Is your current credit card balance less than $5,589? If so, you're carrying a below-average amount of debt.
But no matter your balance, now is a great time to get started paying down that debt. With interest rates on the rise, outstanding credit card balances could start to have an even greater impact on your personal finances. The U.S. clocked a collective $824.8 billion in credit card debt in the first quarter (Q1) of 2022, according to Experian.
Debt can function as both a helpful tool and a burden for consumers. When used strategically, credit cards allow individuals and small businesses to responsibly make purchases that they otherwise might not be able to afford. Understanding how to stay on top of payments can help you build your credit history and make credit card debt manageable. An added bonus: Learning the ins and outs of credit card perks can offer you benefits like cashback, travel miles, and 0% introductory interest rates.
For some Americans, the past year of rising prices has forced greater reliance on credit cards to cover common expenses. In Q4 2021, the Federal Reserve Bank of New York reported the highest quarterly increase of credit card debt in its 22-year history of collecting this data. But when preparing for an economic downturn, like the one forecast to soon impact the U.S. economy, financial experts recommend paying down as much debt as possible.
Experian compiled this list of ways credit card debt can impact your life, and analyzed how credit card debt varies by state using data collected from account holders from across the country.
When a credit card is issued, it comes with a maximum allowed amount of debt, also known as a credit limit. The cardholder can swipe the credit card anywhere that accepts it and charge purchases up to the limit they're approved for.
Each month, credit cards require a minimum amount to be paid toward the total debt. Paying off your credit card in full every month is considered good practice and helps you avoid paying interest.
But not everybody wants to, or is able to, pay off their credit card debt in full every month. If a cardholder only pays the minimum amount, they begin to accrue interest the following month on the remaining balance. If the cardholder doesn't pay the minimum amount, they risk an increase in interest rates or having late fees tacked on to their accounts.
APR—or annual percentage rate—is an additional cost a consumer pays each year for the privilege of borrowing a set amount of money, calculated as a percentage of the loan amount.
When you carry credit card debt from one month to the next, the APR determines how much additional interest is added to your balance to be paid. With credit cards, APR and interest rate are terms that can be used interchangeably. With other forms of debt, however, APR accounts for fees and other costs in addition to the credit product's interest rate.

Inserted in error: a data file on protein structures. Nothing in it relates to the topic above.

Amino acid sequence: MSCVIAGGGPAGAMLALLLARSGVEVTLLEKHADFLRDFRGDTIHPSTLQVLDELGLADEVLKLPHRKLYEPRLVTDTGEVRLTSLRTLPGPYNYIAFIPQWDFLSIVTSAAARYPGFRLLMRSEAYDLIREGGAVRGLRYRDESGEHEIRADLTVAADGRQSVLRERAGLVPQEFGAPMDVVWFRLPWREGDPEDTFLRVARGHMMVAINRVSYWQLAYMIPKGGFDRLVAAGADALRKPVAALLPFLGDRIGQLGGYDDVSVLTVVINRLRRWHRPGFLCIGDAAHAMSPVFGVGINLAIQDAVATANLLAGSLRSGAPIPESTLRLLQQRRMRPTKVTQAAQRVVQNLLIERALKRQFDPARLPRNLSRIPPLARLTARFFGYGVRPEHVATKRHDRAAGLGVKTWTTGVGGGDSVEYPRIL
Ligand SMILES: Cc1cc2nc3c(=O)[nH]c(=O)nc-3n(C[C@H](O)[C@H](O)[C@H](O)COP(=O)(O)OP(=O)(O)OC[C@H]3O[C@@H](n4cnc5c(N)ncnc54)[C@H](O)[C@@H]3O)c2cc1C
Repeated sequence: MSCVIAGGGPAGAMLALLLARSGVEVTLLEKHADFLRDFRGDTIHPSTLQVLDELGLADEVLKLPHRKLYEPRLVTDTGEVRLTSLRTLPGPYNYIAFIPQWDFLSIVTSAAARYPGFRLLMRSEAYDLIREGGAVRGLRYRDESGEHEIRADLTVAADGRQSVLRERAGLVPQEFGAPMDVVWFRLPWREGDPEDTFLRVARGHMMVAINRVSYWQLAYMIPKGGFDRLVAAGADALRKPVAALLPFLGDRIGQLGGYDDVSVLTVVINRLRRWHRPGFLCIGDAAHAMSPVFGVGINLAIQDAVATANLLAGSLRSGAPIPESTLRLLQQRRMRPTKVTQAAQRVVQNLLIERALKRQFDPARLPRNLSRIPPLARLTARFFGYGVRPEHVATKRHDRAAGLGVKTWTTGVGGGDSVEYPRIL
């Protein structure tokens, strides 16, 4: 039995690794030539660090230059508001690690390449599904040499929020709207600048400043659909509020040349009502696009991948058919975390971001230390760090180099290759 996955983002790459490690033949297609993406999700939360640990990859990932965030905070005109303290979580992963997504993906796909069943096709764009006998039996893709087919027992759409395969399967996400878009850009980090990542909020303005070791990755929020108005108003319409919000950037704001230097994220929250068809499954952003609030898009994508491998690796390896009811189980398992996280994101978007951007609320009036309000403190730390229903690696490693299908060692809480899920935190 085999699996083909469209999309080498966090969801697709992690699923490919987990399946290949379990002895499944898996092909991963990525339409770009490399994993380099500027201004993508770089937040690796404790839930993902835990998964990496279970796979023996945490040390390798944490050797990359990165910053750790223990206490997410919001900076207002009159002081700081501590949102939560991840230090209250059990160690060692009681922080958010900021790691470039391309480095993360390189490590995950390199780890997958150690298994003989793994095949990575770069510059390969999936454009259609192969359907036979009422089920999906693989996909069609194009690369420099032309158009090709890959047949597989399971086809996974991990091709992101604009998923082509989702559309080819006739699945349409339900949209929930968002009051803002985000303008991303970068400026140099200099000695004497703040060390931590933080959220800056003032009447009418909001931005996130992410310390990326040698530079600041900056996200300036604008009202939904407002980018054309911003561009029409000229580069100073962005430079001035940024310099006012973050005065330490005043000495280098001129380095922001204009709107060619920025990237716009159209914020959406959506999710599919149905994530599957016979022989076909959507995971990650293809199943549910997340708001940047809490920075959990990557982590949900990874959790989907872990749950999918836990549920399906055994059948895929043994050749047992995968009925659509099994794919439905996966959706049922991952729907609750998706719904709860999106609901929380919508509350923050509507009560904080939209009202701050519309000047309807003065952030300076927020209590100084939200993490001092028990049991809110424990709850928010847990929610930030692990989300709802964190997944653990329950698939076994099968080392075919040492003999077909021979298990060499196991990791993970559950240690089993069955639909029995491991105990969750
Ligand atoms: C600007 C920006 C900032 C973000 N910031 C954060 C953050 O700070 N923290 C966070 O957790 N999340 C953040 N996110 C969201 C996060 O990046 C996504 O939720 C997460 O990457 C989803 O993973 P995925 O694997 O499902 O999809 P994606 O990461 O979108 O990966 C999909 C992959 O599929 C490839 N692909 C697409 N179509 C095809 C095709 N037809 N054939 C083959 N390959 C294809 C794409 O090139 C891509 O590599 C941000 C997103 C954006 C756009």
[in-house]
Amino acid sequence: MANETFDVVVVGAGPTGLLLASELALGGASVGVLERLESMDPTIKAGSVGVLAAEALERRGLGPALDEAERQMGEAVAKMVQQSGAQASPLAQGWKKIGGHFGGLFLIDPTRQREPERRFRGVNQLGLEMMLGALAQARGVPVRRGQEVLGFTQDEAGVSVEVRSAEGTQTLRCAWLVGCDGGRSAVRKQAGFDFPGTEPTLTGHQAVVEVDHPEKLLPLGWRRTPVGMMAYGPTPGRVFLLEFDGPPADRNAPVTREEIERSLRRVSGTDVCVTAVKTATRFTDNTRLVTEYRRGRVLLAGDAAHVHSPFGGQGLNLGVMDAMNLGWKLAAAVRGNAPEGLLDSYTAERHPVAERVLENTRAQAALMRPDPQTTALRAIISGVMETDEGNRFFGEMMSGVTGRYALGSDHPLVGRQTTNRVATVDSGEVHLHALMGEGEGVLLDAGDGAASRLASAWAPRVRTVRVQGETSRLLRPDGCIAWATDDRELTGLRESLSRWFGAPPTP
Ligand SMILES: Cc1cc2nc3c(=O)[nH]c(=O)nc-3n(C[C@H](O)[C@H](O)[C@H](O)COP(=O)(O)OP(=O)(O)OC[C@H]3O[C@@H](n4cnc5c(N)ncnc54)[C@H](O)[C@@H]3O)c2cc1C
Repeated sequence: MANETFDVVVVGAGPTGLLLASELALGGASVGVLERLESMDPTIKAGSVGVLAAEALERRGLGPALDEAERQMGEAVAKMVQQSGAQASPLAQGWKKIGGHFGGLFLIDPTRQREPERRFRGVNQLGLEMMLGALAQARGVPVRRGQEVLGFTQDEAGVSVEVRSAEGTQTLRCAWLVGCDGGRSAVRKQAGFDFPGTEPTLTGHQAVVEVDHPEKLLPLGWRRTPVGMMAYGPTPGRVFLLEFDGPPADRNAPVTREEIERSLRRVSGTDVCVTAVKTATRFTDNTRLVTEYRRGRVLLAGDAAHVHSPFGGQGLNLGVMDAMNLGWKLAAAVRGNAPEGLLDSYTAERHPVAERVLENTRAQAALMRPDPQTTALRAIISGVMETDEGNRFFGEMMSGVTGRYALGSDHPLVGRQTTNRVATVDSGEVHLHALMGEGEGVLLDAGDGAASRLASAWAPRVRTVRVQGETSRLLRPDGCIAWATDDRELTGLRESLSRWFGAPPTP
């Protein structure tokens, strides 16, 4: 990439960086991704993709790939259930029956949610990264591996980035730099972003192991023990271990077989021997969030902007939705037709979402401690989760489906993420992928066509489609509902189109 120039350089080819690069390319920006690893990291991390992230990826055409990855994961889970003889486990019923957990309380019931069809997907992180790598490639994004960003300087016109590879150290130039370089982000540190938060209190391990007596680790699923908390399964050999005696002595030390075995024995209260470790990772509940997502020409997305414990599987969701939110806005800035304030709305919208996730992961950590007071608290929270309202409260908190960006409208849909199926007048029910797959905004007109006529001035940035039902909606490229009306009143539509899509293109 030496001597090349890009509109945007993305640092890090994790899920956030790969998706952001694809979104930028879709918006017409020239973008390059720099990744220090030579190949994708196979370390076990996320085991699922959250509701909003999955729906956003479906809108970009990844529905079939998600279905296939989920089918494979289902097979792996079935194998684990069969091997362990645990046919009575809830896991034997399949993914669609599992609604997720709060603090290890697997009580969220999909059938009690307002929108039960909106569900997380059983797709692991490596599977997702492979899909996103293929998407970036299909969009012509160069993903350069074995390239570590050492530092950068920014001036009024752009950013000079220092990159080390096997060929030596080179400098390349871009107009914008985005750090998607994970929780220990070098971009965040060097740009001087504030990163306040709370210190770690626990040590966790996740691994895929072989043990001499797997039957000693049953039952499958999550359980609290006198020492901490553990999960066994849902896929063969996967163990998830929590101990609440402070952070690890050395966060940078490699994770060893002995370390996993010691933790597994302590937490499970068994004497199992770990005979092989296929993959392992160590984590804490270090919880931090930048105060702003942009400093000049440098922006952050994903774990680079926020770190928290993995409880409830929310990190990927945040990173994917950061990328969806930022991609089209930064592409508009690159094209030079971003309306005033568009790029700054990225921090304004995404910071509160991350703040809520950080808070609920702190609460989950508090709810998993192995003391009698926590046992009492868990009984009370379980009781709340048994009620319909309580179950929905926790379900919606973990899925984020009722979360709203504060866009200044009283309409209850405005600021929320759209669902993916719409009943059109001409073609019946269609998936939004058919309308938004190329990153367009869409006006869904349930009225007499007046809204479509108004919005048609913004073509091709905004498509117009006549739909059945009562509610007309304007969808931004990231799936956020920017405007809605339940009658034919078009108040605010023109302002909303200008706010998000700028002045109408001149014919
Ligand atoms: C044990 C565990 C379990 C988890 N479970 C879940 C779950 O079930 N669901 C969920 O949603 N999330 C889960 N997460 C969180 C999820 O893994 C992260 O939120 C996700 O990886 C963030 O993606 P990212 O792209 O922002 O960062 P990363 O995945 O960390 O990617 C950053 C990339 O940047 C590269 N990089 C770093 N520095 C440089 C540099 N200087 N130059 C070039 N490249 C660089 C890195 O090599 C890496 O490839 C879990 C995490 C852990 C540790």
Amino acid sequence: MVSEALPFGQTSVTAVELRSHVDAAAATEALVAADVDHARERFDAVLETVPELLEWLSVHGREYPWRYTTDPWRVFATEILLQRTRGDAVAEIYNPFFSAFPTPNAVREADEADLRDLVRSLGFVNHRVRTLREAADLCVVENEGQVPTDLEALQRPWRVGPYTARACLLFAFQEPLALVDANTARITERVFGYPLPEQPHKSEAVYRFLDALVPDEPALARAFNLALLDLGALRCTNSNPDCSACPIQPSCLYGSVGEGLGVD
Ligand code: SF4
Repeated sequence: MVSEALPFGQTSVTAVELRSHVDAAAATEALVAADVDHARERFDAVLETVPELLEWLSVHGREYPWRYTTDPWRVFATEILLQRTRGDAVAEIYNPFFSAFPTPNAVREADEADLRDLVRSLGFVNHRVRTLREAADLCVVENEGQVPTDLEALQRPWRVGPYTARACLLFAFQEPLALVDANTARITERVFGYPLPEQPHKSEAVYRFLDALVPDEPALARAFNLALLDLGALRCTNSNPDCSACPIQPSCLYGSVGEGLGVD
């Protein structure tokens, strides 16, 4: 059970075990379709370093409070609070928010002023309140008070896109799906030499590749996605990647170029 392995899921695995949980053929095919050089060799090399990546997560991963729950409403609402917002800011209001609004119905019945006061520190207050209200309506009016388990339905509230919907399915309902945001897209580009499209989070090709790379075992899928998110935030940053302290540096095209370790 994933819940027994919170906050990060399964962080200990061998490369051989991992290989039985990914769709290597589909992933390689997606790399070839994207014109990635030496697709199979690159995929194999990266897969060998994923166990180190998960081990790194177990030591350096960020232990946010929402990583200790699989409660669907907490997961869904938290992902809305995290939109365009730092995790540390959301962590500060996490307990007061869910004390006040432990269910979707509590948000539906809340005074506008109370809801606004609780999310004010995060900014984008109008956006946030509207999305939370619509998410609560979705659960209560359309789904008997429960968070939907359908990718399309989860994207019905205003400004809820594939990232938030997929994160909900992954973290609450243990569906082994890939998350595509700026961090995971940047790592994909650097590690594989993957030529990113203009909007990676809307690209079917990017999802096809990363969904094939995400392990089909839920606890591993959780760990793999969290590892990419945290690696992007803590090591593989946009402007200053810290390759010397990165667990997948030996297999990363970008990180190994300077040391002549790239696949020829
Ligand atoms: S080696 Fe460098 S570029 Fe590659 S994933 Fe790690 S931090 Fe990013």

Some credit card issuers offer 0% APR for a set period of time; for example, the first 12 months after opening a new line of credit. If you haven't yet paid off your purchases or balance transfers by the end of this promotional APR period, you'll be charged interest on any remaining balance.
When the Fed raises interest rates, like the historic 75 basis point increases announced in June and July 2022, banks often adjust their interest rates to match. And when borrowing money becomes more expensive for banks due to higher interest rates, consumers eventually see the costs passed on to them.
A credit card is by no means "free money" as some jokingly refer to it. How you use your credit cards can have considerable implications for your personal finances now and in the future—for better or worse.
Whether you carry debt from month to month is one of the factors used to calculate your credit score. This score is meant to assess how risky it is to lend money to a borrower by evaluating how likely they are to miss a debt payment in the near future.
Consistently making on-time debt payments and keeping your credit card balances well within your limits are reliable ways to build or improve your credit score over time. On the other hand, late or missed credit card payments can bring down your score, which can flag you as a riskier borrower. That means lenders may charge higher interest rates on loans you want to take out in the future.
The District of Columbia and states of Alaska, Connecticut, New Jersey and Maryland are home to credit card holders with the most debt on average.
Meanwhile, residents of Iowa, Wisconsin, Kentucky, Mississippi and Idaho carried the least amount of credit card debt in the country. Some of the lowest average credit card debt balances are found in the Midwest, according to Experian data.
This story originally appeared on Experian and was produced and distributed in partnership with Stacker Studio.
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